The most prolific kung-fu director in Hong Kong martial arts cinema, Chang Cheh, ushered in a new phase of his career and a new generation of action stars with THE FIVE VENOMS. The setting is ancient China's School of Five Venoms, so named for its five types of kung-fu based on five venomous animals: centipede, scorpion, serpent, toad, and lizard. The school is notorious for the evil deeds of its disciples, leading to another classic battle between righteousness and depravity. THIS INTERNATIONAL HIT, LAUDED IN RIC MEYERS' PREMIERE, GROUNDBREAKING BOOK MARTIAL ARTS MOVIES AS ONE OF THE GREATEST, SPAWNED A SERIES FEATURING THE SAME ACTORS IN NEW ROLES WHICH WAS ALSO ENJOYED FROM AMERICA TO ASIA.
Kuo Chue, Sun Chien, Chiang Sheng, Lo Meng, Lu Feng
Young Chang Shun (Ti Lung) meets Wen Jou (Li Ching) when her sports car breaks down, drives her home and falls in love with her. Dancing with Wen Jou at a nightclub, Chang meets her brother Wen Chiang (Chen Hung-lieh) who dislikes him intensely. Wen Chiang's gang is after Chang and Wen Jou is forbidden to see him again. When Chang and his pals are beaten up by Wen Chiang's crowd, the humiliated Chang takes the pistol he's found and heads for Wen's home. He shoots him dead. Chang next dates Jou and the two go for a drive. Their car is tailed by the cops and soon surrounded. Chang reaches for his pistol and is gunned down, but his weapon is not loaded...
Famed director Chu Yuan helms this tale of heartache and urban brawling. An orphan, Little Bastard (Tsung Hua) is taken on and trained as a fighter by a hermit. When Little Bastard grows up, he feels he is old enough to go out into the world and look for his parents. Lucky for him, he befriends another beggar, Hsiao Yi (Lily Li). As a street-wise kid, Hsiao Yi helps Little Bastard to find his family, and she gets herself in trouble with the gang.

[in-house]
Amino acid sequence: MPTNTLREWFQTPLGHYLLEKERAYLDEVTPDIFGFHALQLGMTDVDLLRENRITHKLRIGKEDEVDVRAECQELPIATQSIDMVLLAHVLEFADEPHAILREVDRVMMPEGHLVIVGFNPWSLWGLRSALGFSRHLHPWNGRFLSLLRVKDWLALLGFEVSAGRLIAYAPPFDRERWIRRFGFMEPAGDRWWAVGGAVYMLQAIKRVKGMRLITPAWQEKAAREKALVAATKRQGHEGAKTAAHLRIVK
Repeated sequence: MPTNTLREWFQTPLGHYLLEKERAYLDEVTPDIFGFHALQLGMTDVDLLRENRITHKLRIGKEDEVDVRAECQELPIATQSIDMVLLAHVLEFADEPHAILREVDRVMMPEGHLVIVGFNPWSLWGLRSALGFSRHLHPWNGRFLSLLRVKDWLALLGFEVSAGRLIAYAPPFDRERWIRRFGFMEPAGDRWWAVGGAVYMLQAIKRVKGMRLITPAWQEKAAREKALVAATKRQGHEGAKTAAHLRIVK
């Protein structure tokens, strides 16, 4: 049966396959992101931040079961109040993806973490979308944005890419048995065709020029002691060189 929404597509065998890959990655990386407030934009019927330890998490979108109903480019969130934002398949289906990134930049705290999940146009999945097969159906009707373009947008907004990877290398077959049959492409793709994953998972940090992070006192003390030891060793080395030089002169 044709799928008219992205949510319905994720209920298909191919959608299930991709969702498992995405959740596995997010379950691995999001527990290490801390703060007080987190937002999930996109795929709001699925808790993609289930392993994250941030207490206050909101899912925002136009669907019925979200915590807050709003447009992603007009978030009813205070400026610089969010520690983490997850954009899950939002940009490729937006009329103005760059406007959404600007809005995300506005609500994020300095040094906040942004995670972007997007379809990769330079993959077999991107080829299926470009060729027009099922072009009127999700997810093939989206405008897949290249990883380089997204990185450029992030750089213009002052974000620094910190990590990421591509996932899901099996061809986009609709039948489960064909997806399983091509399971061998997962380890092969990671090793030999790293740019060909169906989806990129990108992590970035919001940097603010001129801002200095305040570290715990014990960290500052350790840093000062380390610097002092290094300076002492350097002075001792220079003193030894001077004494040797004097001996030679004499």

Li Tsu-liang (Lau Chong-yan) is newly widowed and leading an impoverished life with two young sons (Huang Kun-hsuan and Cheng Pak-lam). He attempts to make a fortune at the horse-racing track, but is subsequently entangled with the loan sharks. Li is debt-laden while his sons are harassed by debt collectors. More heart-wrenching events begins to unfold….
Lau Chong-yan, Huang Kun-hsuan, Cheng Pak-lam, Ng Man-tat
This is no street gang or gang of mobsters. It's a Yuan Dynasty army, out to destroy the Hsien Lung "gang" of anti-Yuan revolutionaries. Their leader is the redoubtable Chen Kuan-tai, the real-life South-East Asian Chinese Martial Arts Tournament champion and master of "Monkey-King Split and Deflecting Arm" kung-fu, who must face paternal murder, brother against brother plots, and shocking discoveries that could change the course of history.
Directed by Chu Yuan, the film follows the ups and downs and love and losses of the large Yang clan. Set in the early 1920s, the household with the four distinctly different brothers go through love and heartaches, taking the audience along on a richly emotional ride. It is a classic tale of tradition versus individualism and family values versus freedom.
Li Ching, Wang Ping, Tsung Hua, Yueh Hua, Ching Li